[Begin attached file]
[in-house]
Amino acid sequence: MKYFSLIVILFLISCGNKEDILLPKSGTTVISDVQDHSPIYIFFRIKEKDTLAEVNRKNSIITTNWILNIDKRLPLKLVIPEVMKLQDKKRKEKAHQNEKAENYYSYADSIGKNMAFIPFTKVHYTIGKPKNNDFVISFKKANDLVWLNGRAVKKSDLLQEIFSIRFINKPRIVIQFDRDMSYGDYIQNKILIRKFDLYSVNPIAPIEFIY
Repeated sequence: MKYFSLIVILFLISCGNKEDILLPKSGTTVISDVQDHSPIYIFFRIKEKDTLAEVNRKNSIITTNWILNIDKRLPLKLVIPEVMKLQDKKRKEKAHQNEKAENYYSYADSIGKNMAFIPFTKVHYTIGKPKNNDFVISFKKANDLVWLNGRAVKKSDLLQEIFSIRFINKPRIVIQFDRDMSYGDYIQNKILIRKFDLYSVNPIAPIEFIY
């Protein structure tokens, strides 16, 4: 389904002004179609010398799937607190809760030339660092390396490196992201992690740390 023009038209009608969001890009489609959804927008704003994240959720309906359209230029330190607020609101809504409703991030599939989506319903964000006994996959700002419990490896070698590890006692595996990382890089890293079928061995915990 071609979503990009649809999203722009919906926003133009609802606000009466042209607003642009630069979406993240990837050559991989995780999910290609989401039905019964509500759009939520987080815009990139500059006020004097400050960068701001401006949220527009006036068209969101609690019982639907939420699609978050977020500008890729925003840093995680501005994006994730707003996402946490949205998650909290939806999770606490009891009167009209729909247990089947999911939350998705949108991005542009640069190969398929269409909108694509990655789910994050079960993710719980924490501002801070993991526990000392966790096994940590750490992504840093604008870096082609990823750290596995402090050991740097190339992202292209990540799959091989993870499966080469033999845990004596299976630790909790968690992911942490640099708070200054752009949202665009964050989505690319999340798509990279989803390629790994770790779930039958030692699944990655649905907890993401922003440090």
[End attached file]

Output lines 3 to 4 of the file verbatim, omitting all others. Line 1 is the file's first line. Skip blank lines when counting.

Repeated sequence: MKYFSLIVILFLISCGNKEDILLPKSGTTVISDVQDHSPIYIFFRIKEKDTLAEVNRKNSIITTNWILNIDKRLPLKLVIPEVMKLQDKKRKEKAHQNEKAENYYSYADSIGKNMAFIPFTKVHYTIGKPKNNDFVISFKKANDLVWLNGRAVKKSDLLQEIFSIRFINKPRIVIQFDRDMSYGDYIQNKILIRKFDLYSVNPIAPIEFIY
């Protein structure tokens, strides 16, 4: 389904002004179609010398799937607190809760030339660092390396490196992201992690740390 023009038209009608969001890009489609959804927008704003994240959720309906359209230029330190607020609101809504409703991030599939989506319903964000006994996959700002419990490896070698590890006692595996990382890089890293079928061995915990 071609979503990009649809999203722009919906926003133009609802606000009466042209607003642009630069979406993240990837050559991989995780999910290609989401039905019964509500759009939520987080815009990139500059006020004097400050960068701001401006949220527009006036068209969101609690019982639907939420699609978050977020500008890729925003840093995680501005994006994730707003996402946490949205998650909290939806999770606490009891009167009209729909247990089947999911939350998705949108991005542009640069190969398929269409909108694509990655789910994050079960993710719980924490501002801070993991526990000392966790096994940590750490992504840093604008870096082609990823750290596995402090050991740097190339992202292209990540799959091989993870499966080469033999845990004596299976630790909790968690992911942490640099708070200054752009949202665009964050989505690319999340798509990279989803390629790994770790779930039958030692699944990655649905907890993401922003440090």